Wage Bargaining and the (Dynamic) Mincer Equation
AbstractThis paper shows that, if observed earnings are the result of employer-employee wage bargaining, under a set of specific assumptions, the standard static Mincer equation can be thought as a particular case of a dynamic wage equation. Particularly, we argue that the standard static Mincer equation is implicitly based on the hypothesis that the employee has full bargaining power, and provide (further) empirical evidence against this hypothesis.
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Bibliographic InfoArticle provided by AccessEcon in its journal Economics Bulletin.
Volume (Year): 29 (2009)
Issue (Month): 3 ()
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Mincer Equation; Return to Schooling; Wage Bargaining;
Other versions of this item:
- I2 - Health, Education, and Welfare - - Education
- J3 - Labor and Demographic Economics - - Wages, Compensation, and Labor Costs
Please report citation or reference errors to , or , if you are the registered author of the cited work, log in to your RePEc Author Service profile, click on "citations" and make appropriate adjustments.:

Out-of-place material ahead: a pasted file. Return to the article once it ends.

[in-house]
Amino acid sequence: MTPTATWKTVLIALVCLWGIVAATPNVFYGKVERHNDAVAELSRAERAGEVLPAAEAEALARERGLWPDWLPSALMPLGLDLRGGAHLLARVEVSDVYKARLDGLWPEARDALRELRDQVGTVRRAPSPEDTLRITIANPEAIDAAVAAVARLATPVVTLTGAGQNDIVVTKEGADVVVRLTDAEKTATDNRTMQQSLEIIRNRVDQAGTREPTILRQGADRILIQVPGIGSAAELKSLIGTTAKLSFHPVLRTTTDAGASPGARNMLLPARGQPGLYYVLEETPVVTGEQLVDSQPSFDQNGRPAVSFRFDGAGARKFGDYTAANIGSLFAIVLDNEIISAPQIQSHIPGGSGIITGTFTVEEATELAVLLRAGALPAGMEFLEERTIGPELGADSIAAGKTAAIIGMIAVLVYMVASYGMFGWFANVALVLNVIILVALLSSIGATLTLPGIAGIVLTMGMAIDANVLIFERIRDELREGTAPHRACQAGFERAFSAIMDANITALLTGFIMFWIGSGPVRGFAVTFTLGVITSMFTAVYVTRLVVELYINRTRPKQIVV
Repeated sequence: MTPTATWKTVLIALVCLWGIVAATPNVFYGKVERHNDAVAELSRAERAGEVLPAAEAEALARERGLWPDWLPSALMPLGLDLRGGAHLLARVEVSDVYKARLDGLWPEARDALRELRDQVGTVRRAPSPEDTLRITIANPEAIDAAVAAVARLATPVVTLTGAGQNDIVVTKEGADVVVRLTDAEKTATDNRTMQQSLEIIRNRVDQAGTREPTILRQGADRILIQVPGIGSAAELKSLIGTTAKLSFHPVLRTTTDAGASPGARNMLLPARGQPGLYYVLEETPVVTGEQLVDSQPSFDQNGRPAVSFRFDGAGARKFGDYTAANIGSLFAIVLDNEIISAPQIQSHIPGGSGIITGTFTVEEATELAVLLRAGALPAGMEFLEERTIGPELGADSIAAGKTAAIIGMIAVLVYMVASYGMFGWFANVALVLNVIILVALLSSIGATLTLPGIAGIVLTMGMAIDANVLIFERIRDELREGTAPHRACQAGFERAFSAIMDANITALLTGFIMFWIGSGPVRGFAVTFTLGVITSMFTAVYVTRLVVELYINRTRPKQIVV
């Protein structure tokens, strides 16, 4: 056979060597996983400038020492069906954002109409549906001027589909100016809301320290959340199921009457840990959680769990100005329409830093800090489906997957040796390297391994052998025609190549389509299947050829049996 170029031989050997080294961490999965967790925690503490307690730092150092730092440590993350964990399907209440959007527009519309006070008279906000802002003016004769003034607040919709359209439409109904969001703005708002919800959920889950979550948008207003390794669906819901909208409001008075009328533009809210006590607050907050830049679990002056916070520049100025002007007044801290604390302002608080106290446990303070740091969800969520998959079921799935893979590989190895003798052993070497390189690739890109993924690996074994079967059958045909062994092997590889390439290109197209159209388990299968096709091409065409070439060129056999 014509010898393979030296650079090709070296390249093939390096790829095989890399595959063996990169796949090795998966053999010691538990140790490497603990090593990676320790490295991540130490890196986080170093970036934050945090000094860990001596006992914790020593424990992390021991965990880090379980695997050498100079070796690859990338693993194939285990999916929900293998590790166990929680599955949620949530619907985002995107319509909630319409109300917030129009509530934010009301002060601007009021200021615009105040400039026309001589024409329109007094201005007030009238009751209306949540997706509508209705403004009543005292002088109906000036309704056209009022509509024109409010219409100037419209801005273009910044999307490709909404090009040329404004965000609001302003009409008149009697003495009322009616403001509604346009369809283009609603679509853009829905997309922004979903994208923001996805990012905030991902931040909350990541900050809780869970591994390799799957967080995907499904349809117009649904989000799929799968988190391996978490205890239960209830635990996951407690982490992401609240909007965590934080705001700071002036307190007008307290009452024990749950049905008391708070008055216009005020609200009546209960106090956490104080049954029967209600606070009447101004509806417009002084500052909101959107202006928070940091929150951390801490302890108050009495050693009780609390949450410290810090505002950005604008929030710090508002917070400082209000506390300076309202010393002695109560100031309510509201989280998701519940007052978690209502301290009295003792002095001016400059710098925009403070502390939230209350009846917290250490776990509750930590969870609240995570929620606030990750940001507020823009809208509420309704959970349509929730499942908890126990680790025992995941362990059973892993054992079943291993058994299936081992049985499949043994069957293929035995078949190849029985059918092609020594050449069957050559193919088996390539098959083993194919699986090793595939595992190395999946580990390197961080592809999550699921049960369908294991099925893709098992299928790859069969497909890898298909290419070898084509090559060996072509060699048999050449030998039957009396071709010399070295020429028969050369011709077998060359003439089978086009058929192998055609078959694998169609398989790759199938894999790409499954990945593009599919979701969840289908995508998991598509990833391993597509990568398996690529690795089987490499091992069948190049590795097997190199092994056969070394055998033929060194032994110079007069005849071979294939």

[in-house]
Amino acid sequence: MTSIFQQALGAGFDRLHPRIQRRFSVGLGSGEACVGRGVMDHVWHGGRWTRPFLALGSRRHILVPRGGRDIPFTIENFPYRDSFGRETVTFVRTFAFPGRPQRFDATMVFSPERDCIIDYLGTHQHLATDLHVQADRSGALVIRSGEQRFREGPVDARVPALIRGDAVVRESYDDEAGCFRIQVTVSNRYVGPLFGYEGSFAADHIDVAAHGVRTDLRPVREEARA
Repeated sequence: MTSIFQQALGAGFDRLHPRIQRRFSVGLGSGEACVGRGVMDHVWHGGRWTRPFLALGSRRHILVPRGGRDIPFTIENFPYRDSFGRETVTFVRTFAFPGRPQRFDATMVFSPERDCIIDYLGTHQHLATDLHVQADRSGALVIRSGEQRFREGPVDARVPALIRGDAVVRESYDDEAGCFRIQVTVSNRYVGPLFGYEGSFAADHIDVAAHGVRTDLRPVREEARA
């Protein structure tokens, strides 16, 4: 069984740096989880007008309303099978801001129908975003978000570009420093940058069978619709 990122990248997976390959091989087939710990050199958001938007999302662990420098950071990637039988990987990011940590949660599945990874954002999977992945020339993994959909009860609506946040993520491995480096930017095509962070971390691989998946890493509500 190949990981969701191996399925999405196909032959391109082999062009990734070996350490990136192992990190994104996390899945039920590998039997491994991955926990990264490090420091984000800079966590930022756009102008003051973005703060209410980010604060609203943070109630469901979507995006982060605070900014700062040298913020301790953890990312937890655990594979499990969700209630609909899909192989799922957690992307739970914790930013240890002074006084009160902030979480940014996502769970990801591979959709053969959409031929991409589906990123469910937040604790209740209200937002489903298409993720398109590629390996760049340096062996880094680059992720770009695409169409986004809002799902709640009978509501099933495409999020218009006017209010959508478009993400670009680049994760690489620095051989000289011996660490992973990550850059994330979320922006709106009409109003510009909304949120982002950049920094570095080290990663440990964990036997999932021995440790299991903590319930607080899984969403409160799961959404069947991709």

- John B. Taylor, 1998.
"Staggered Price and Wage Setting in Macroeconomics,"
NBER Working Papers
6754, National Bureau of Economic Research, Inc.
- Taylor, John B., 1999. "Staggered price and wage setting in macroeconomics," Handbook of Macroeconomics, in: J. B. Taylor & M. Woodford (ed.), Handbook of Macroeconomics, edition 1, volume 1, chapter 15, pages 1009-1050 Elsevier.
- James J. Heckman & Lance J. Lochner & Petra E. Todd, 2003.
"Fifty Years of Mincer Earnings Regressions,"
NBER Working Papers
9732, National Bureau of Economic Research, Inc.
- Corrado Andini, 2007. "Returns to education and wage equations: a dynamic approach," Applied Economics Letters, Taylor & Francis Journals, vol. 14(8), pages 577-579.
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